SO LONG, GARY...
Now that others are trying to revive the World Football League, one has to strain to catch even a passing mention of Gary Davidson, the fast-talking lawyer who founded the WFL and was instrumental in launching the WHA and ABA. The league offices, previously located in Davidson's hometown of Newport Beach, Calif., have been moved to New York, and the new operatives seem anxious to disassociate themselves from their predecessor, who has come to symbolize the spectacular failure of the WFL's first year.
A similar purge may be going on in the WHA, which also has been based in Newport Beach. On June 1 the 3-year-old hockey league will transfer its headquarters to Toronto and league officials are said to be considering possible new names for their MVP award, which is now called the Gary Davidson Trophy. At the Manhattan offices of the 7-year-old ABA—one venture that was never based in Newport Beach—Executive Director Thurlo McCrady says of the league's first president: "Gary's been gone a long time. Few of our present owners would recognize him if they saw him on the street."
For better or worse, Gary Davidson has been one of the most influential figures in the history of professional sport. We wanted to get that in before he fades from memory entirely. Or before he tries to start another league.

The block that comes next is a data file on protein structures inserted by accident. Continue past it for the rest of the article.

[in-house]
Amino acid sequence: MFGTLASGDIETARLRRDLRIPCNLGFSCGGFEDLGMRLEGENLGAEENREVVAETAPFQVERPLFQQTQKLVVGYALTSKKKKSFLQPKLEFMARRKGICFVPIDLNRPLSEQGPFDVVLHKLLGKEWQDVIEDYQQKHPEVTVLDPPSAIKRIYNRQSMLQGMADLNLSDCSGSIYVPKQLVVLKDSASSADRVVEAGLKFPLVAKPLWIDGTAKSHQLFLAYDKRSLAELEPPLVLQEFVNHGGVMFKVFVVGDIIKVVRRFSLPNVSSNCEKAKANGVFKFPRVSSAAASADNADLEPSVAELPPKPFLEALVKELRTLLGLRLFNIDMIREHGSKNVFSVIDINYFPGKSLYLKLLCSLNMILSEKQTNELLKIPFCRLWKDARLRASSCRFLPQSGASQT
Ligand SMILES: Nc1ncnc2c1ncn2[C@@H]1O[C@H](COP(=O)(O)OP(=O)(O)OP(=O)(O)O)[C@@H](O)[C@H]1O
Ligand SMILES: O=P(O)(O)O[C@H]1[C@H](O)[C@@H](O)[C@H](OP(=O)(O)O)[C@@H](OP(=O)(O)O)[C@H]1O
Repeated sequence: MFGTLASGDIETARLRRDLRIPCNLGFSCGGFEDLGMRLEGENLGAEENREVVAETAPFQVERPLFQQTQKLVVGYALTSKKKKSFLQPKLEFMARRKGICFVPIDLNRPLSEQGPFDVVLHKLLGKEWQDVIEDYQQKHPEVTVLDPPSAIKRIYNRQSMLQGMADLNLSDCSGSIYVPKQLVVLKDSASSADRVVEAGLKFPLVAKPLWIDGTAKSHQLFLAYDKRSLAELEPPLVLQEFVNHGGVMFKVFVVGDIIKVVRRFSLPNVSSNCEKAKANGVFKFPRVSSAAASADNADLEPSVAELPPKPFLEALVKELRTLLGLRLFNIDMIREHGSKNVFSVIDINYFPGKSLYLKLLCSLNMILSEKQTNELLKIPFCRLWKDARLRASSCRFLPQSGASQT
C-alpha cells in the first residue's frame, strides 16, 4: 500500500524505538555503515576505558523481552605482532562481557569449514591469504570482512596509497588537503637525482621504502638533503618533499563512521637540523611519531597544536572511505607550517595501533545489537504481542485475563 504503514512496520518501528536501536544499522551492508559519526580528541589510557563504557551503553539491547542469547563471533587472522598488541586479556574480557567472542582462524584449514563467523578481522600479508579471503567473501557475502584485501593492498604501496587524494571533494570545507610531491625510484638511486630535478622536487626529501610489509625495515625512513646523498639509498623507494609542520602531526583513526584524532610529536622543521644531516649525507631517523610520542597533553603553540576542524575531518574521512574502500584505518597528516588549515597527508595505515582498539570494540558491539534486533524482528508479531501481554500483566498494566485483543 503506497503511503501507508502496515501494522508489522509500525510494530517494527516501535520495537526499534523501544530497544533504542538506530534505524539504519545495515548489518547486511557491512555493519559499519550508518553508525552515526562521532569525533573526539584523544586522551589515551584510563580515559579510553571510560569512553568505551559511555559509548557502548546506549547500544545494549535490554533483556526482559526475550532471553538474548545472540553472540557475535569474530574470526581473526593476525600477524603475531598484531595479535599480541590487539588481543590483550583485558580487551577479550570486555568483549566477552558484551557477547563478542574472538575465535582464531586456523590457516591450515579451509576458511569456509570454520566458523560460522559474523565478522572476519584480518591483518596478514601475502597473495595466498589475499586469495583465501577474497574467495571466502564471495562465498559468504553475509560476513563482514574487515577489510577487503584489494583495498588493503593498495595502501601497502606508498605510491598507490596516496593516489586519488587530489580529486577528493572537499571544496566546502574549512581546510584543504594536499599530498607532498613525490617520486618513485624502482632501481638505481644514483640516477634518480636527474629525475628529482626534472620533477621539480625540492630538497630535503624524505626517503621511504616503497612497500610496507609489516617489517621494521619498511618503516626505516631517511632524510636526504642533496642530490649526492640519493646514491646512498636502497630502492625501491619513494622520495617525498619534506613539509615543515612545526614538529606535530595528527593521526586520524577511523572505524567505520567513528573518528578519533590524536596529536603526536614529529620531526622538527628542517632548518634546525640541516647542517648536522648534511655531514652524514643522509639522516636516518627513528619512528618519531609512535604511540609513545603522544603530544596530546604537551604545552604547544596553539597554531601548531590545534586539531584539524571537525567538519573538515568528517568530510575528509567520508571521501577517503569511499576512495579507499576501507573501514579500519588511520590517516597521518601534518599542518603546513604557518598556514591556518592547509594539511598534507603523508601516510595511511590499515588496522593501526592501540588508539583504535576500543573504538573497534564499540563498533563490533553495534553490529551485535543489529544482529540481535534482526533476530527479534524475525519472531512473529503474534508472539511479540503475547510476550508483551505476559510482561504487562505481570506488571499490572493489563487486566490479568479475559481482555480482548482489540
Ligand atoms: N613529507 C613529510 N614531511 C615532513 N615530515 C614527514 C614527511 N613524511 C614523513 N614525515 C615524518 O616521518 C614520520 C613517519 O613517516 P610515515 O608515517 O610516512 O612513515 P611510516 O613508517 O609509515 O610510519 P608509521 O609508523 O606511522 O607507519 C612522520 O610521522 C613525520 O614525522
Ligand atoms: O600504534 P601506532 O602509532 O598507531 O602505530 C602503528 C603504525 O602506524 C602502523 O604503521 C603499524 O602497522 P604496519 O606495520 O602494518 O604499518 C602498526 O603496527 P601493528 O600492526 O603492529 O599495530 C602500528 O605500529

...AND HELLO, JOE?
A key to the WFL's hopes for survival is its $4 million offer to Joe Namath, a gambit that raises the question of how one brittle-kneed quarterback could possibly be worth so much money. Well, Namath isn't worth it—to the NFL, that is. The NFL enjoys sold-out stadiums and a plump TV package and would be foolish to pay so hugely for something it already has. When Namath's contract expires May 1 the New York Jets will probably refuse to go much beyond his present $250,000-plus salary.
But the WFL is up against empty seats, no TV contract and low credibility. This is roughly what the upstart American Football League faced in 1965 when the Jets signed Namath out of college for a then-astonishing $400,000. The Jets believed, correctly, that Namath would help bring respectability, and the WFL's bosses are confident—10 times as confident, to be exact—that he can do it again. Hence their offer: a $500,000 bonus, a $500,000 salary for each of the next three years and an annuity paying $100,000 annually for 20 years after retirement.
The WFL's reasoning is that Namath will pay for himself. He would play for the WFL's Chicago franchise, which would pay the bonus plus half his salary. The club eventually would cover this through a public stock offering and the sale of 3,500 extra season tickets, Joe's presence presumably assuring that Chicagoans would snap up both the stock and the tickets. The remaining $250,000 in yearly salary would be split among the league's other teams, each of which would pick up the requisite cash in added receipts when Namath-led Chicago comes to town. Namath's presence would also be counted on to seal a network TV deal, the proceeds of which would more than cover the cost of his annuity.
Even should Namath be injured, the WFL might be able to recoup most of its money. Television's heavy thinkers have long felt that Namath would be worth as much in the broadcasting booth as he is on the field. It is conceivable that TV would grab his contract for the chance to use Broadway Joe—or is it Midway Joe?—as a telecaster.